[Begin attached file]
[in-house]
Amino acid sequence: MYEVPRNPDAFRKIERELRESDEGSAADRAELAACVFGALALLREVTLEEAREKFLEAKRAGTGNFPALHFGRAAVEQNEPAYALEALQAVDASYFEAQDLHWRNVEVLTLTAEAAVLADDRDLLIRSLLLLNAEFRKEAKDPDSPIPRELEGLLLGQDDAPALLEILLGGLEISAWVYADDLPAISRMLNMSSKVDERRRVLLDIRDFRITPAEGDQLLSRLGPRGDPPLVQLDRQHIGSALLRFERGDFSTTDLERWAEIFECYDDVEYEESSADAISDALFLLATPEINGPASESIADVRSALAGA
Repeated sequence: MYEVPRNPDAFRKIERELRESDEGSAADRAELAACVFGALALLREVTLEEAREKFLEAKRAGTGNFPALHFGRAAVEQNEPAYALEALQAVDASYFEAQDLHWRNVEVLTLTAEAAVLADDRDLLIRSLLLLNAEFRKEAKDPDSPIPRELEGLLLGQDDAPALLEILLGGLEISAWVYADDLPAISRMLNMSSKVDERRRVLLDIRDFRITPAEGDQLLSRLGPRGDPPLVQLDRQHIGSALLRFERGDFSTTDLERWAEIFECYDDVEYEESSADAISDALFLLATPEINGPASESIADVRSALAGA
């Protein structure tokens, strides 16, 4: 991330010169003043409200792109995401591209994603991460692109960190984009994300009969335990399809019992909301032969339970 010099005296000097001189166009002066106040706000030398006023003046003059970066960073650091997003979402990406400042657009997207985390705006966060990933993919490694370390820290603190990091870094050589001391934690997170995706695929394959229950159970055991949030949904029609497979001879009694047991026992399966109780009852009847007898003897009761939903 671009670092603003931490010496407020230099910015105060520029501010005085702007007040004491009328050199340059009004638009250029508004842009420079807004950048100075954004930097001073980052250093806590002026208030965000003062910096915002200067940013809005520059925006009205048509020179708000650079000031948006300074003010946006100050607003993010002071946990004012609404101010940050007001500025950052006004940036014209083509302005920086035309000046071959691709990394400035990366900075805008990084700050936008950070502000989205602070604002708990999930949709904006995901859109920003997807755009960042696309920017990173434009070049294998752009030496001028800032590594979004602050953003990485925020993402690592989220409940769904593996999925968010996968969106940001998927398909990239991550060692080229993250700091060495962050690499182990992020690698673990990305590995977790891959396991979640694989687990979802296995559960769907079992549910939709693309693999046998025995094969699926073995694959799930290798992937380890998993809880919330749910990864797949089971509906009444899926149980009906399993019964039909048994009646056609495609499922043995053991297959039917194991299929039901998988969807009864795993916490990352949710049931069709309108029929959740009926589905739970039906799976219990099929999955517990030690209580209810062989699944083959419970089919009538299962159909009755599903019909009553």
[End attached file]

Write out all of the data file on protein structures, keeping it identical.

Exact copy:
[in-house]
Amino acid sequence: MYEVPRNPDAFRKIERELRESDEGSAADRAELAACVFGALALLREVTLEEAREKFLEAKRAGTGNFPALHFGRAAVEQNEPAYALEALQAVDASYFEAQDLHWRNVEVLTLTAEAAVLADDRDLLIRSLLLLNAEFRKEAKDPDSPIPRELEGLLLGQDDAPALLEILLGGLEISAWVYADDLPAISRMLNMSSKVDERRRVLLDIRDFRITPAEGDQLLSRLGPRGDPPLVQLDRQHIGSALLRFERGDFSTTDLERWAEIFECYDDVEYEESSADAISDALFLLATPEINGPASESIADVRSALAGA
Repeated sequence: MYEVPRNPDAFRKIERELRESDEGSAADRAELAACVFGALALLREVTLEEAREKFLEAKRAGTGNFPALHFGRAAVEQNEPAYALEALQAVDASYFEAQDLHWRNVEVLTLTAEAAVLADDRDLLIRSLLLLNAEFRKEAKDPDSPIPRELEGLLLGQDDAPALLEILLGGLEISAWVYADDLPAISRMLNMSSKVDERRRVLLDIRDFRITPAEGDQLLSRLGPRGDPPLVQLDRQHIGSALLRFERGDFSTTDLERWAEIFECYDDVEYEESSADAISDALFLLATPEINGPASESIADVRSALAGA
């Protein structure tokens, strides 16, 4: 991330010169003043409200792109995401591209994603991460692109960190984009994300009969335990399809019992909301032969339970 010099005296000097001189166009002066106040706000030398006023003046003059970066960073650091997003979402990406400042657009997207985390705006966060990933993919490694370390820290603190990091870094050589001391934690997170995706695929394959229950159970055991949030949904029609497979001879009694047991026992399966109780009852009847007898003897009761939903 671009670092603003931490010496407020230099910015105060520029501010005085702007007040004491009328050199340059009004638009250029508004842009420079807004950048100075954004930097001073980052250093806590002026208030965000003062910096915002200067940013809005520059925006009205048509020179708000650079000031948006300074003010946006100050607003993010002071946990004012609404101010940050007001500025950052006004940036014209083509302005920086035309000046071959691709990394400035990366900075805008990084700050936008950070502000989205602070604002708990999930949709904006995901859109920003997807755009960042696309920017990173434009070049294998752009030496001028800032590594979004602050953003990485925020993402690592989220409940769904593996999925968010996968969106940001998927398909990239991550060692080229993250700091060495962050690499182990992020690698673990990305590995977790891959396991979640694989687990979802296995559960769907079992549910939709693309693999046998025995094969699926073995694959799930290798992937380890998993809880919330749910990864797949089971509906009444899926149980009906399993019964039909048994009646056609495609499922043995053991297959039917194991299929039901998988969807009864795993916490990352949710049931069709309108029929959740009926589905739970039906799976219990099929999955517990030690209580209810062989699944083959419970089919009538299962159909009755599903019909009553």